STATE – As expected, President Barack Obama carried New Jersey on Election Day. What was in doubt was whether the president could overcome the fractured political climate and defeat Republican challenger Mitt Romney in the nationwide race.
Obama captured six of nine “swing states” to help him win an estimated 303 electoral votes, more than the 270 needed to secure his second term. On Election Night, Obama said via his official Twitter account, “We’re all in this together. That’s how we campaigned, and that’s who we are. Thank you.”
Local Election Results:
Republicans maintained control of the House of Representatives, which is expected to continue to present a road block to Obama’s agenda. Democrats maintained control of the Senate, but Republicans still have enough votes to stall legislation with delaying tactics.
Incumbents carried the day in New Jersey’s congressional races, taking advantage of the new legislative map that largely preserved the status quo. All six Republicans and five Democrats were re-elected Tuesday. Newark City Council President Donald Payne Jr. defeated Republican Brian Keleman in the 10th District, where Democrats outnumber Republicans 10 to 1. It was the delegation’s only open seat, which has been vacant since U.S. Rep. Donald Payne died in March.
U.S. Sen. Bob Menendez defeated Republican challenger state Sen. Joe Kyrillos 58 percent to 40 percent to win another term. After learning of his victory, Menendez told supporters “I told you that I would stand up for the middle class and tonight you sent me back to Washington. I am deeply grateful for this victory and for your support and for another six years in Washington.”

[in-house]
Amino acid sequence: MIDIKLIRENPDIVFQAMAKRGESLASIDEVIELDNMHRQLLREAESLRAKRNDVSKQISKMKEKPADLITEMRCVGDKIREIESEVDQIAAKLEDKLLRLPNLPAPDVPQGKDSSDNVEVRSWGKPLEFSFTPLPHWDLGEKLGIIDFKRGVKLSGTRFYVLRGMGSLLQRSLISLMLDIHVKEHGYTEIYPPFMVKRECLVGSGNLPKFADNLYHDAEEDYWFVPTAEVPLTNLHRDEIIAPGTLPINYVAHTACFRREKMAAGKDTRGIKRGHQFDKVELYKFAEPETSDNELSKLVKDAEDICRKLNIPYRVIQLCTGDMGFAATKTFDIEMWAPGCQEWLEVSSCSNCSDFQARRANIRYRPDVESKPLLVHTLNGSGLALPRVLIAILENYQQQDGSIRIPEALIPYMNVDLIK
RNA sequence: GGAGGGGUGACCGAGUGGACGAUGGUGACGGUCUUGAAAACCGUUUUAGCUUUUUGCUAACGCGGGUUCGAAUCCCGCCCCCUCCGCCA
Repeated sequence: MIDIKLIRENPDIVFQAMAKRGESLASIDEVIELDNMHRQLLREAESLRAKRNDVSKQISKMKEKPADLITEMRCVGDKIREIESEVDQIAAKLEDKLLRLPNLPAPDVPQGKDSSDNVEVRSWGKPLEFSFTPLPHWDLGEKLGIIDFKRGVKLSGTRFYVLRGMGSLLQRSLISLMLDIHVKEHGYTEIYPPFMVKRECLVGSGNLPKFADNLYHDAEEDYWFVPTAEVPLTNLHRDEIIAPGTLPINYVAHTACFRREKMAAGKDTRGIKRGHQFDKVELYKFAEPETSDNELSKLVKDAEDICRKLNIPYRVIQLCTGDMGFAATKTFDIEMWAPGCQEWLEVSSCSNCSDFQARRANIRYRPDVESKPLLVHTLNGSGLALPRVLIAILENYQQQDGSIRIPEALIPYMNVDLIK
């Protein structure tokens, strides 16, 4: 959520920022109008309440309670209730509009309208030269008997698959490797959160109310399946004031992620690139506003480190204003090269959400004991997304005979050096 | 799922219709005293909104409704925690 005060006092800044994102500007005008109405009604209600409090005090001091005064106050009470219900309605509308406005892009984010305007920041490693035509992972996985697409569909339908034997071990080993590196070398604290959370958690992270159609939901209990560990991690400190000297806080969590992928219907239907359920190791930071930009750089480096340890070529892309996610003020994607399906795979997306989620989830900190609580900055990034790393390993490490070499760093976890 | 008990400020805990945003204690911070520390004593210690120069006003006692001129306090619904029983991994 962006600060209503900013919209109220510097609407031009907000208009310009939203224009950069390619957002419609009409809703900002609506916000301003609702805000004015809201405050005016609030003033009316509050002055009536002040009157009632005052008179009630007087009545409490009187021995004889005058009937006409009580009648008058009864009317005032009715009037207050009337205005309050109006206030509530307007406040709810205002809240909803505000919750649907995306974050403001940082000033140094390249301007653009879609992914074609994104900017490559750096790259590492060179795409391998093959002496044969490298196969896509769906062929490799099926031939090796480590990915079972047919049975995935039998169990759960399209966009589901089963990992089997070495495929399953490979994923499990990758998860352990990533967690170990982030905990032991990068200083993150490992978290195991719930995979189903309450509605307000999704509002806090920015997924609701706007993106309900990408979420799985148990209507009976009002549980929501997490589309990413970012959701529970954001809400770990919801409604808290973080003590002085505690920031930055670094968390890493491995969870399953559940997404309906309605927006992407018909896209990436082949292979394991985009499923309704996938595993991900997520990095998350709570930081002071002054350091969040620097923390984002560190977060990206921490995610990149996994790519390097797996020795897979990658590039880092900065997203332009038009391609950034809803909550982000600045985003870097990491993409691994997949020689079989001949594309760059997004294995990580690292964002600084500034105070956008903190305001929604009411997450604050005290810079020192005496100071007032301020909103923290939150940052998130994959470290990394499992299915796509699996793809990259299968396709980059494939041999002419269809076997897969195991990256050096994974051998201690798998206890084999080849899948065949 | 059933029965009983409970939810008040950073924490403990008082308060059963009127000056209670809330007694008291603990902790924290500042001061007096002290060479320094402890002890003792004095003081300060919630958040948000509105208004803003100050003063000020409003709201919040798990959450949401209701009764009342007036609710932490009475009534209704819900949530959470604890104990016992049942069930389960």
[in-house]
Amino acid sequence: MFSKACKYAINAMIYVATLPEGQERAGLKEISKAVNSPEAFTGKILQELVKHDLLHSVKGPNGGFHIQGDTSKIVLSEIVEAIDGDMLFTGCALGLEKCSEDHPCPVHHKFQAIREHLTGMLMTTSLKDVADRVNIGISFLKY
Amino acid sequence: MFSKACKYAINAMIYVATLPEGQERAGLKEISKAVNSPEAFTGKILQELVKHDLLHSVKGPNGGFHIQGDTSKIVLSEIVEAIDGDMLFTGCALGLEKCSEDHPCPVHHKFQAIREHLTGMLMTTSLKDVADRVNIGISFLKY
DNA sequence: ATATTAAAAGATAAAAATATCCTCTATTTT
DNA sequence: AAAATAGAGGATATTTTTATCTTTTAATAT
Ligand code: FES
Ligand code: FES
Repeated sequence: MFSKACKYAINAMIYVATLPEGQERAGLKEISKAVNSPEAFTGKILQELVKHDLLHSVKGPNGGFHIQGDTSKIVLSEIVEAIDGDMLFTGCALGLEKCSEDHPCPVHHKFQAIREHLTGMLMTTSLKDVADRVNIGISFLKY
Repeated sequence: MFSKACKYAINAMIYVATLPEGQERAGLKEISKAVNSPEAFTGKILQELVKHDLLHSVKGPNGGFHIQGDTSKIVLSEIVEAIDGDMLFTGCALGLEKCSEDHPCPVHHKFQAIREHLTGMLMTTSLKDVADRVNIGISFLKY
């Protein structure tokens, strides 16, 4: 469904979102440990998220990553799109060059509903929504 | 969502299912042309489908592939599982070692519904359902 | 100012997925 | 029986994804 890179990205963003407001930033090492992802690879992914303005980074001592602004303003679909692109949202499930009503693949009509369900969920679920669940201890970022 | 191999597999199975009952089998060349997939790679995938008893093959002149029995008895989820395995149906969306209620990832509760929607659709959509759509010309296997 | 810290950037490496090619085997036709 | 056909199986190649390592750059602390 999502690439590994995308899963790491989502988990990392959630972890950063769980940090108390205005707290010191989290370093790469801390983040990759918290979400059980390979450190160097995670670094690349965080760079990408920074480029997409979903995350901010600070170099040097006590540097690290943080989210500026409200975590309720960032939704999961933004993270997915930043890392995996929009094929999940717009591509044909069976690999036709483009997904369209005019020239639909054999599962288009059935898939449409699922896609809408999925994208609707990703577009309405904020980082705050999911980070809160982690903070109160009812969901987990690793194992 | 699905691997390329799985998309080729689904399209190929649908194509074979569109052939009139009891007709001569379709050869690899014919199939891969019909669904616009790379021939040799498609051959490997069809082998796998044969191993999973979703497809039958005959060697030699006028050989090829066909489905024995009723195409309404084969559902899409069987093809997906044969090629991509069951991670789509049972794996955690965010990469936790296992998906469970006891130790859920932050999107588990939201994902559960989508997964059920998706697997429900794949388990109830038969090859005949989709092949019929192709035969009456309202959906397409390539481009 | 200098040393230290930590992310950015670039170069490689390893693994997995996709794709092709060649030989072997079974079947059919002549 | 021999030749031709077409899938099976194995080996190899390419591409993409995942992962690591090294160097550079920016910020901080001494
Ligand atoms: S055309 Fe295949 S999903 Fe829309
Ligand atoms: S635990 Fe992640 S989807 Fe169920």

Voters overwhelmingly approved an amendment to the state constitution that would require judges to pay more towards their health and pension benefits, which was necessary to implement benefit changes following a state Supreme Court ruling.
Voters also approved a question to allow the state to borrow $750 million to pay for classroom and lab construction at colleges and universities in New Jersey.
With thousands of residents still without power on Election Day and many displaced from their homes by Hurricane Sandy, New Jersey may have set a new record low turnout for a presidential election year.
With 99 percent of districts reporting, just 3.3 million cast ballots in the presidential race – just over 60 percent of New Jersey’s 5.5 million registered voters. The previous low in a presidential contest was set in 2000, when 70 percent turned out.
While thousands of mail in and provisional votes remained to be counted, the total turnout would need to increase by 542,000 to avoid setting a new record low, and that is not expected to happen.
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